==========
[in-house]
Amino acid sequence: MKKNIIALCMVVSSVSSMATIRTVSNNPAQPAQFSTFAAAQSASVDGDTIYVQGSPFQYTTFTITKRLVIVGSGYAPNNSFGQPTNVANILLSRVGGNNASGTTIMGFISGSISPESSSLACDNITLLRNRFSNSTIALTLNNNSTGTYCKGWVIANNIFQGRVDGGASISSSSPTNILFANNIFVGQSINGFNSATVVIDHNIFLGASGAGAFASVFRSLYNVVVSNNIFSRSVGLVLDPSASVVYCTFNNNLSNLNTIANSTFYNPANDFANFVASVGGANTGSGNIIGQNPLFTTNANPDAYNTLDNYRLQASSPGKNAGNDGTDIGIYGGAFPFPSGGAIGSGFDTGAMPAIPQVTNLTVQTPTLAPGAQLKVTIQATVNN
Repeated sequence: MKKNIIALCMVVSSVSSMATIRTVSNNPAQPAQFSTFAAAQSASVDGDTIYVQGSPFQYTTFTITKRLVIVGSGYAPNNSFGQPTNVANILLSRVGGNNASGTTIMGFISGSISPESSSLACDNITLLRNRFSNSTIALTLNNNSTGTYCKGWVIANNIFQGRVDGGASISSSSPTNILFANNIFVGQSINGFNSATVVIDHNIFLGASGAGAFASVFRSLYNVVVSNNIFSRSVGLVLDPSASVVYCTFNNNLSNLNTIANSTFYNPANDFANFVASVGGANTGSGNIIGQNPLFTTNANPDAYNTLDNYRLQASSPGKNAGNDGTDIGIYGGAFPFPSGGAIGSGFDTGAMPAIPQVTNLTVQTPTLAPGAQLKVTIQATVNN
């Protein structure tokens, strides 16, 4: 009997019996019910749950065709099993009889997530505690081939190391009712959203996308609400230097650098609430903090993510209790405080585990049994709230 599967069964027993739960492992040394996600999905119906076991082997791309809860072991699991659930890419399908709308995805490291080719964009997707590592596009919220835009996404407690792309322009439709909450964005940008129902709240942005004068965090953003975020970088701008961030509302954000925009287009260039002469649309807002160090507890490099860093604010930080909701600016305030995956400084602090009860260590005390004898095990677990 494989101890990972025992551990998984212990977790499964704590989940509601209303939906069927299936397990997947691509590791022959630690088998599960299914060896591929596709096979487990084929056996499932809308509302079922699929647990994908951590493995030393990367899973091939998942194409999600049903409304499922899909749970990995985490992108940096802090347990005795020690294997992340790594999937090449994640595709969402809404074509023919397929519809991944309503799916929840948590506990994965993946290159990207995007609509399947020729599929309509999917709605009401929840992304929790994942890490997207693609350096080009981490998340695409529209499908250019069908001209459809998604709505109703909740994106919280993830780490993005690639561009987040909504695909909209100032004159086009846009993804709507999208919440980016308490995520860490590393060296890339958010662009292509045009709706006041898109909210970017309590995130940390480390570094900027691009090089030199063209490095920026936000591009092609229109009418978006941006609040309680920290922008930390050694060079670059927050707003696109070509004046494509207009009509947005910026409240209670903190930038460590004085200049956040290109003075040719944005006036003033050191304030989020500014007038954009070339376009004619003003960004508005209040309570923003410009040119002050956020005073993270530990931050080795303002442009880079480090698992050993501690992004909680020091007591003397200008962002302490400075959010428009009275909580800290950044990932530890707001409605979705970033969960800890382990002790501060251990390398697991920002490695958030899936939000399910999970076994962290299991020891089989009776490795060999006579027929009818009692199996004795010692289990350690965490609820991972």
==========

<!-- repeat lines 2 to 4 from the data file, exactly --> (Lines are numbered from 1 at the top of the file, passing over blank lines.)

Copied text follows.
Amino acid sequence: MKKNIIALCMVVSSVSSMATIRTVSNNPAQPAQFSTFAAAQSASVDGDTIYVQGSPFQYTTFTITKRLVIVGSGYAPNNSFGQPTNVANILLSRVGGNNASGTTIMGFISGSISPESSSLACDNITLLRNRFSNSTIALTLNNNSTGTYCKGWVIANNIFQGRVDGGASISSSSPTNILFANNIFVGQSINGFNSATVVIDHNIFLGASGAGAFASVFRSLYNVVVSNNIFSRSVGLVLDPSASVVYCTFNNNLSNLNTIANSTFYNPANDFANFVASVGGANTGSGNIIGQNPLFTTNANPDAYNTLDNYRLQASSPGKNAGNDGTDIGIYGGAFPFPSGGAIGSGFDTGAMPAIPQVTNLTVQTPTLAPGAQLKVTIQATVNN
Repeated sequence: MKKNIIALCMVVSSVSSMATIRTVSNNPAQPAQFSTFAAAQSASVDGDTIYVQGSPFQYTTFTITKRLVIVGSGYAPNNSFGQPTNVANILLSRVGGNNASGTTIMGFISGSISPESSSLACDNITLLRNRFSNSTIALTLNNNSTGTYCKGWVIANNIFQGRVDGGASISSSSPTNILFANNIFVGQSINGFNSATVVIDHNIFLGASGAGAFASVFRSLYNVVVSNNIFSRSVGLVLDPSASVVYCTFNNNLSNLNTIANSTFYNPANDFANFVASVGGANTGSGNIIGQNPLFTTNANPDAYNTLDNYRLQASSPGKNAGNDGTDIGIYGGAFPFPSGGAIGSGFDTGAMPAIPQVTNLTVQTPTLAPGAQLKVTIQATVNN
């Protein structure tokens, strides 16, 4: 009997019996019910749950065709099993009889997530505690081939190391009712959203996308609400230097650098609430903090993510209790405080585990049994709230 599967069964027993739960492992040394996600999905119906076991082997791309809860072991699991659930890419399908709308995805490291080719964009997707590592596009919220835009996404407690792309322009439709909450964005940008129902709240942005004068965090953003975020970088701008961030509302954000925009287009260039002469649309807002160090507890490099860093604010930080909701600016305030995956400084602090009860260590005390004898095990677990 494989101890990972025992551990998984212990977790499964704590989940509601209303939906069927299936397990997947691509590791022959630690088998599960299914060896591929596709096979487990084929056996499932809308509302079922699929647990994908951590493995030393990367899973091939998942194409999600049903409304499922899909749970990995985490992108940096802090347990005795020690294997992340790594999937090449994640595709969402809404074509023919397929519809991944309503799916929840948590506990994965993946290159990207995007609509399947020729599929309509999917709605009401929840992304929790994942890490997207693609350096080009981490998340695409529209499908250019069908001209459809998604709505109703909740994106919280993830780490993005690639561009987040909504695909909209100032004159086009846009993804709507999208919440980016308490995520860490590393060296890339958010662009292509045009709706006041898109909210970017309590995130940390480390570094900027691009090089030199063209490095920026936000591009092609229109009418978006941006609040309680920290922008930390050694060079670059927050707003696109070509004046494509207009009509947005910026409240209670903190930038460590004085200049956040290109003075040719944005006036003033050191304030989020500014007038954009070339376009004619003003960004508005209040309570923003410009040119002050956020005073993270530990931050080795303002442009880079480090698992050993501690992004909680020091007591003397200008962002302490400075959010428009009275909580800290950044990932530890707001409605979705970033969960800890382990002790501060251990390398697991920002490695958030899936939000399910999970076994962290299991020891089989009776490795060999006579027929009818009692199996004795010692289990350690965490609820991972």